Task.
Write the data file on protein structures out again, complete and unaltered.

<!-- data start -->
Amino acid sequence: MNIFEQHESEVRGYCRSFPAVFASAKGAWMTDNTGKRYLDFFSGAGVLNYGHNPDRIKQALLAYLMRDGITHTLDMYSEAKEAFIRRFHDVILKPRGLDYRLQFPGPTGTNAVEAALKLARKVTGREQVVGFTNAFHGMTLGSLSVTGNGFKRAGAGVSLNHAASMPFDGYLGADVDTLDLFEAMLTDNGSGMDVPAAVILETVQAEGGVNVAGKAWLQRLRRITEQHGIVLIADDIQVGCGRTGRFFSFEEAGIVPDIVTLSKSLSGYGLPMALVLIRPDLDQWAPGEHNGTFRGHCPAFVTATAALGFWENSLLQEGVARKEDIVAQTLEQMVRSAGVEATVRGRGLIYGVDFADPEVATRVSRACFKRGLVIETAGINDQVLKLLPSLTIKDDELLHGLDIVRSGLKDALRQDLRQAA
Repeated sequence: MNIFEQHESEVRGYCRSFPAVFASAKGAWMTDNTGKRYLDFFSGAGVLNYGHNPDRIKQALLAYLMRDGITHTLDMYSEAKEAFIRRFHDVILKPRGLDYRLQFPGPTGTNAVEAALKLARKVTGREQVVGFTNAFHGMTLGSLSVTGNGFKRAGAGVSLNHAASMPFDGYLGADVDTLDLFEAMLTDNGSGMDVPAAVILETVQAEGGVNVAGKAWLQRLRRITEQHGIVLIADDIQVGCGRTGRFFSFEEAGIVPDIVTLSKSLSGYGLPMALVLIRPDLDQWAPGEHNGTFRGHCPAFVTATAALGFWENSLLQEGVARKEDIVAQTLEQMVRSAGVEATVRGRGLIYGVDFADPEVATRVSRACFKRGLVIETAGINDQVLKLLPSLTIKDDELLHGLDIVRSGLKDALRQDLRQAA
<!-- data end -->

Amino acid sequence: MNIFEQHESEVRGYCRSFPAVFASAKGAWMTDNTGKRYLDFFSGAGVLNYGHNPDRIKQALLAYLMRDGITHTLDMYSEAKEAFIRRFHDVILKPRGLDYRLQFPGPTGTNAVEAALKLARKVTGREQVVGFTNAFHGMTLGSLSVTGNGFKRAGAGVSLNHAASMPFDGYLGADVDTLDLFEAMLTDNGSGMDVPAAVILETVQAEGGVNVAGKAWLQRLRRITEQHGIVLIADDIQVGCGRTGRFFSFEEAGIVPDIVTLSKSLSGYGLPMALVLIRPDLDQWAPGEHNGTFRGHCPAFVTATAALGFWENSLLQEGVARKEDIVAQTLEQMVRSAGVEATVRGRGLIYGVDFADPEVATRVSRACFKRGLVIETAGINDQVLKLLPSLTIKDDELLHGLDIVRSGLKDALRQDLRQAA
Repeated sequence: MNIFEQHESEVRGYCRSFPAVFASAKGAWMTDNTGKRYLDFFSGAGVLNYGHNPDRIKQALLAYLMRDGITHTLDMYSEAKEAFIRRFHDVILKPRGLDYRLQFPGPTGTNAVEAALKLARKVTGREQVVGFTNAFHGMTLGSLSVTGNGFKRAGAGVSLNHAASMPFDGYLGADVDTLDLFEAMLTDNGSGMDVPAAVILETVQAEGGVNVAGKAWLQRLRRITEQHGIVLIADDIQVGCGRTGRFFSFEEAGIVPDIVTLSKSLSGYGLPMALVLIRPDLDQWAPGEHNGTFRGHCPAFVTATAALGFWENSLLQEGVARKEDIVAQTLEQMVRSAGVEATVRGRGLIYGVDFADPEVATRVSRACFKRGLVIETAGINDQVLKLLPSLTIKDDELLHGLDIVRSGLKDALRQDLRQAA